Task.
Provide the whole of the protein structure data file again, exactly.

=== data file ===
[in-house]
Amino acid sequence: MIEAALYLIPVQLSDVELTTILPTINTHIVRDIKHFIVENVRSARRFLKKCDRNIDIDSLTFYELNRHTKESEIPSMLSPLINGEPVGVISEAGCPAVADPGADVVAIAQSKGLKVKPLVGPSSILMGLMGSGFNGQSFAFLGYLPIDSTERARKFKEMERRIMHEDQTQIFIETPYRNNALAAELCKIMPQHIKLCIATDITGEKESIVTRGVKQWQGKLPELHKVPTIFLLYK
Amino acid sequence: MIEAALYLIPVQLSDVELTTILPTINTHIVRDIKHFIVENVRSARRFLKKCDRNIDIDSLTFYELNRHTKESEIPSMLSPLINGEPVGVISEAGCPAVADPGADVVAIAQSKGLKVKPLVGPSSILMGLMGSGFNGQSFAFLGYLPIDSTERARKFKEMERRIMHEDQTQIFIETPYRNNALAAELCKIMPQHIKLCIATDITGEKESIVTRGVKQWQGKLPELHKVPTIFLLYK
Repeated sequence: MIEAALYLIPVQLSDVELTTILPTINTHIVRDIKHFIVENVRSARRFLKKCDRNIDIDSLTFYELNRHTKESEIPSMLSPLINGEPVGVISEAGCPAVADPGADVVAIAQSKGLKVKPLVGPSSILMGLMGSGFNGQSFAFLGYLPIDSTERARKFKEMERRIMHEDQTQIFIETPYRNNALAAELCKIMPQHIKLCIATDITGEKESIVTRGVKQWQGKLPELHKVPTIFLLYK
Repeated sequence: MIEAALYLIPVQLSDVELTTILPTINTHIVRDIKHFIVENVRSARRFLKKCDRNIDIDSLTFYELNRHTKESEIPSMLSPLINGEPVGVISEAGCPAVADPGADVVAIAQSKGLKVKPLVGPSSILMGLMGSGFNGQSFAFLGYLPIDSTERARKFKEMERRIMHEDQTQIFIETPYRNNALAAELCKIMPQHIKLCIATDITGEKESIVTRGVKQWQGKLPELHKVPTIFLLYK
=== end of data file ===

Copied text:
[in-house]
Amino acid sequence: MIEAALYLIPVQLSDVELTTILPTINTHIVRDIKHFIVENVRSARRFLKKCDRNIDIDSLTFYELNRHTKESEIPSMLSPLINGEPVGVISEAGCPAVADPGADVVAIAQSKGLKVKPLVGPSSILMGLMGSGFNGQSFAFLGYLPIDSTERARKFKEMERRIMHEDQTQIFIETPYRNNALAAELCKIMPQHIKLCIATDITGEKESIVTRGVKQWQGKLPELHKVPTIFLLYK
Amino acid sequence: MIEAALYLIPVQLSDVELTTILPTINTHIVRDIKHFIVENVRSARRFLKKCDRNIDIDSLTFYELNRHTKESEIPSMLSPLINGEPVGVISEAGCPAVADPGADVVAIAQSKGLKVKPLVGPSSILMGLMGSGFNGQSFAFLGYLPIDSTERARKFKEMERRIMHEDQTQIFIETPYRNNALAAELCKIMPQHIKLCIATDITGEKESIVTRGVKQWQGKLPELHKVPTIFLLYK
Repeated sequence: MIEAALYLIPVQLSDVELTTILPTINTHIVRDIKHFIVENVRSARRFLKKCDRNIDIDSLTFYELNRHTKESEIPSMLSPLINGEPVGVISEAGCPAVADPGADVVAIAQSKGLKVKPLVGPSSILMGLMGSGFNGQSFAFLGYLPIDSTERARKFKEMERRIMHEDQTQIFIETPYRNNALAAELCKIMPQHIKLCIATDITGEKESIVTRGVKQWQGKLPELHKVPTIFLLYK
Repeated sequence: MIEAALYLIPVQLSDVELTTILPTINTHIVRDIKHFIVENVRSARRFLKKCDRNIDIDSLTFYELNRHTKESEIPSMLSPLINGEPVGVISEAGCPAVADPGADVVAIAQSKGLKVKPLVGPSSILMGLMGSGFNGQSFAFLGYLPIDSTERARKFKEMERRIMHEDQTQIFIETPYRNNALAAELCKIMPQHIKLCIATDITGEKESIVTRGVKQWQGKLPELHKVPTIFLLYK